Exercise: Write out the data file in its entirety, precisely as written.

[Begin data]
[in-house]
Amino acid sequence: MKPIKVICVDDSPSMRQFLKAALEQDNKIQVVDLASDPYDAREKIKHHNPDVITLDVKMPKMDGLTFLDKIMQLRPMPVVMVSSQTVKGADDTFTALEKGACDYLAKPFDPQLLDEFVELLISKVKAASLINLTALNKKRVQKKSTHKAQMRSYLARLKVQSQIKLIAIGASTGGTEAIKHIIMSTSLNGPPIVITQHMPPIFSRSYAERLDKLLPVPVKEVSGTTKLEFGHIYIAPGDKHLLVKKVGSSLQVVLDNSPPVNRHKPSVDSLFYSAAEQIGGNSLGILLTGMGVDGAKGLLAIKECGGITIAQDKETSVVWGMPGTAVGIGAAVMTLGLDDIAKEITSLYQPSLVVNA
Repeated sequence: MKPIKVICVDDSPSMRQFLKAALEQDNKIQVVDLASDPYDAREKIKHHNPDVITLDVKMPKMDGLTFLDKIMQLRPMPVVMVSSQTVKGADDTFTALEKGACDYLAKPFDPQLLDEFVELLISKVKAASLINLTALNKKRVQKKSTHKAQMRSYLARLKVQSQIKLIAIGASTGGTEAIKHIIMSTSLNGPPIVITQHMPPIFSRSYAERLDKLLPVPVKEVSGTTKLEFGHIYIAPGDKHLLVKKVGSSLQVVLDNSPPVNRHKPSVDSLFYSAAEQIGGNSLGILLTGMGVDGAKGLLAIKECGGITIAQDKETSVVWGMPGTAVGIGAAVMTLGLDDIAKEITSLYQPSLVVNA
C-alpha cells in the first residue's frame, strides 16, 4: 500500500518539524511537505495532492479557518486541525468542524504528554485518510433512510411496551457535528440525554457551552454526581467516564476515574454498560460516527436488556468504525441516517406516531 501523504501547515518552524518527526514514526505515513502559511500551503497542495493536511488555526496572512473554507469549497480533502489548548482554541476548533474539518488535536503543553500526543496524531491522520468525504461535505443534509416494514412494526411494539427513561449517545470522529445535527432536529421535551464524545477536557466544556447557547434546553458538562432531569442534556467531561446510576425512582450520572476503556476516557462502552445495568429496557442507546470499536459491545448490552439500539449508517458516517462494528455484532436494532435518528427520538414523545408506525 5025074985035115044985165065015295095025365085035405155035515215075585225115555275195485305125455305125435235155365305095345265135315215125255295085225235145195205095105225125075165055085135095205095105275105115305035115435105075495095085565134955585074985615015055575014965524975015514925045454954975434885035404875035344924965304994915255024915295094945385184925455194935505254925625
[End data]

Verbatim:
[in-house]
Amino acid sequence: MKPIKVICVDDSPSMRQFLKAALEQDNKIQVVDLASDPYDAREKIKHHNPDVITLDVKMPKMDGLTFLDKIMQLRPMPVVMVSSQTVKGADDTFTALEKGACDYLAKPFDPQLLDEFVELLISKVKAASLINLTALNKKRVQKKSTHKAQMRSYLARLKVQSQIKLIAIGASTGGTEAIKHIIMSTSLNGPPIVITQHMPPIFSRSYAERLDKLLPVPVKEVSGTTKLEFGHIYIAPGDKHLLVKKVGSSLQVVLDNSPPVNRHKPSVDSLFYSAAEQIGGNSLGILLTGMGVDGAKGLLAIKECGGITIAQDKETSVVWGMPGTAVGIGAAVMTLGLDDIAKEITSLYQPSLVVNA
Repeated sequence: MKPIKVICVDDSPSMRQFLKAALEQDNKIQVVDLASDPYDAREKIKHHNPDVITLDVKMPKMDGLTFLDKIMQLRPMPVVMVSSQTVKGADDTFTALEKGACDYLAKPFDPQLLDEFVELLISKVKAASLINLTALNKKRVQKKSTHKAQMRSYLARLKVQSQIKLIAIGASTGGTEAIKHIIMSTSLNGPPIVITQHMPPIFSRSYAERLDKLLPVPVKEVSGTTKLEFGHIYIAPGDKHLLVKKVGSSLQVVLDNSPPVNRHKPSVDSLFYSAAEQIGGNSLGILLTGMGVDGAKGLLAIKECGGITIAQDKETSVVWGMPGTAVGIGAAVMTLGLDDIAKEITSLYQPSLVVNA
C-alpha cells in the first residue's frame, strides 16, 4: 500500500518539524511537505495532492479557518486541525468542524504528554485518510433512510411496551457535528440525554457551552454526581467516564476515574454498560460516527436488556468504525441516517406516531 501523504501547515518552524518527526514514526505515513502559511500551503497542495493536511488555526496572512473554507469549497480533502489548548482554541476548533474539518488535536503543553500526543496524531491522520468525504461535505443534509416494514412494526411494539427513561449517545470522529445535527432536529421535551464524545477536557466544556447557547434546553458538562432531569442534556467531561446510576425512582450520572476503556476516557462502552445495568429496557442507546470499536459491545448490552439500539449508517458516517462494528455484532436494532435518528427520538414523545408506525 5025074985035115044985165065015295095025365085035405155035515215075585225115555275195485305125455305125435235155365305095345265135315215125255295085225235145195205095105225125075165055085135095205095105275105115305035115435105075495095085565134955585074985615015055575014965524975015514925045454954975434885035404875035344924965304994915255024915295094945385184925455194935505254925625